Car hijacking

Borrow cars on the go!

The game also has a detailed upgrade path.  You earn experience in at least one of three categories for everything you do – Police, Triad and Face.  Leveling up in either Police or Triad awards you with a skill point that you can spend in their skill trees.  Leveling up in Face – which is earned by doing favors for people – grants you general perks.  The collectibles in the game also give you rewards.  Returning the jade statues to the head of the local dojo grants you new fighting moves.  Praying at the health shrines grants you permanent health increases.  The lock boxes scattered all over town contain money and sometimes either weapons or clothing.  Completing side activities such as drug busts gains you money as well as Face and Police experience.  And going on dates with the girls you meet during the course of the game awards you buy putting the various collectibles on your map to make them easier to locate.

Not everything is pork buns and green tea, however.  The game’s sordid past – including being an Activision-published sequel to the True Crime series for a while before being dropped by them – shows in the rough edges of the game.  The camera can be problematic at times, and I had a few times where it would get stuck too low to the ground while driving and I would have to get out of the car for it to reset.  There are sound glitches, the most annoying to me being the radio stations.  Songs will restart when you get in & out of a car quickly instead of having them continue to play in the background & picking up where they should have been.  Dialog bubbles will also fail to pop up over the vendors from time to time.  In terms of gameplay, some of the side characters aren’t given the same treatment as the main cast – especially the girls you date.  Their events feel tacked on just to have another bullet point on the box, and when the game does try to make them feel more important it comes off feeling forced and out of character for Wei.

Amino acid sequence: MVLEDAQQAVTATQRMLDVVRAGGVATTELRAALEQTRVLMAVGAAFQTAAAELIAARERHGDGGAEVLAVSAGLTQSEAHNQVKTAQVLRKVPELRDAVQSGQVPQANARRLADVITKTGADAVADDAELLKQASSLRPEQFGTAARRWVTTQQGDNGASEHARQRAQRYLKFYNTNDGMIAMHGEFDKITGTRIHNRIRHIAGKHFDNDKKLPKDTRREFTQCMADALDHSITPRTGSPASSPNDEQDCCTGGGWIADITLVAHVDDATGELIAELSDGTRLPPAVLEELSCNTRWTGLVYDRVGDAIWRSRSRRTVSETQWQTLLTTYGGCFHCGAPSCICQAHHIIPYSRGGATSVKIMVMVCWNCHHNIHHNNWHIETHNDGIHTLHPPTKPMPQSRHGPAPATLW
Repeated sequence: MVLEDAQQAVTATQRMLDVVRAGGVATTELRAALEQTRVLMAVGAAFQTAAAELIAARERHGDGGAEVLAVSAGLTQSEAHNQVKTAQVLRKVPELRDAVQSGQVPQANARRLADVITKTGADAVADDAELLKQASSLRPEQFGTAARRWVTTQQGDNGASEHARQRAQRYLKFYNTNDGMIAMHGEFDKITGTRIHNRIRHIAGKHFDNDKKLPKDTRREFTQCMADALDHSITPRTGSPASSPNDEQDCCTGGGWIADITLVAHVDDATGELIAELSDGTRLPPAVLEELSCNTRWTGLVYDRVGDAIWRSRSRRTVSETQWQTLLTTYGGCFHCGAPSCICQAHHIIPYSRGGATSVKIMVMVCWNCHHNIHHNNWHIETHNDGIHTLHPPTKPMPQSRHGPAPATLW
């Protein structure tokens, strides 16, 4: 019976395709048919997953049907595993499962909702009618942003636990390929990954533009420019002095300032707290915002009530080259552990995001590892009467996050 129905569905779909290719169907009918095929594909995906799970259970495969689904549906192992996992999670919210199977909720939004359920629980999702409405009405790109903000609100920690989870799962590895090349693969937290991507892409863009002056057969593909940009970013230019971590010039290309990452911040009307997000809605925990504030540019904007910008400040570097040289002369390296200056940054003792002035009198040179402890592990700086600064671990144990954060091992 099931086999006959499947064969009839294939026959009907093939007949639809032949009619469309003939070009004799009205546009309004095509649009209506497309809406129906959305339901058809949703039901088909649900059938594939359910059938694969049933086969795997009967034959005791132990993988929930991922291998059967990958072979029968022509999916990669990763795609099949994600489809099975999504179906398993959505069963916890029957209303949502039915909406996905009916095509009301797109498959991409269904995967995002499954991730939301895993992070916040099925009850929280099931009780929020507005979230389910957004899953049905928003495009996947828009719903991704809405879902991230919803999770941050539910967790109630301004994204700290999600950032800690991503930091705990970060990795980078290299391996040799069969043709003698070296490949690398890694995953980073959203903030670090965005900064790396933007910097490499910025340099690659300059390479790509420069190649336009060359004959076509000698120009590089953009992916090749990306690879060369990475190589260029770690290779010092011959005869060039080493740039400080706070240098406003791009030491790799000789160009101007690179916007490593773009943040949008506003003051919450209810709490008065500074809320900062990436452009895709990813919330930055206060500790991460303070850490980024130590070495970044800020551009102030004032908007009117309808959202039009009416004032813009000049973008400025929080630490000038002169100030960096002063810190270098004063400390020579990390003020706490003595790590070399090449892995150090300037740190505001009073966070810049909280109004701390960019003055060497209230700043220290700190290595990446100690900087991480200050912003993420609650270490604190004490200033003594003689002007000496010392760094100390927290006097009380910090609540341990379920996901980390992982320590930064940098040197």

Hong Kong at night

Hong Kong at night is beautiful

The world is very detailed, but also rather small compared to other games of its type.  Character models look rather rough, and animation in cut scenes can be very choppy and rigid.  In-combat and while free running, however, animation looks very fluid and natural.  On the version I played for the PS3, the framerate took a very noticeable hit when driving, especially at high speeds.  Overall, while it’s not a bad looking game on the whole it’s obvious the developer had a rather low budget to work with.

None of these issues hurt the pure fun you have from running around Hong Kong causing mischief.  What this game does right – the story and fighting being at the top of that list – are done so well that the problems are really more nit-picks than anything else.  If your’e a completionist, you can expect a ton to do and about 30 hours of gametime to get it all done.  If you’re a fan of the genre, you owe it to yourself to check this game out.  A word of caution, however – you may quickly find yourself craving Hong Kong street food.

I played the PS3 version of Sleeping Dogs for this review. It is also available for the 360 and PC. I have played for about 26 hours at the time of writing this review, and still have 1 story mission to go and a few side activities to complete before I’ll be done.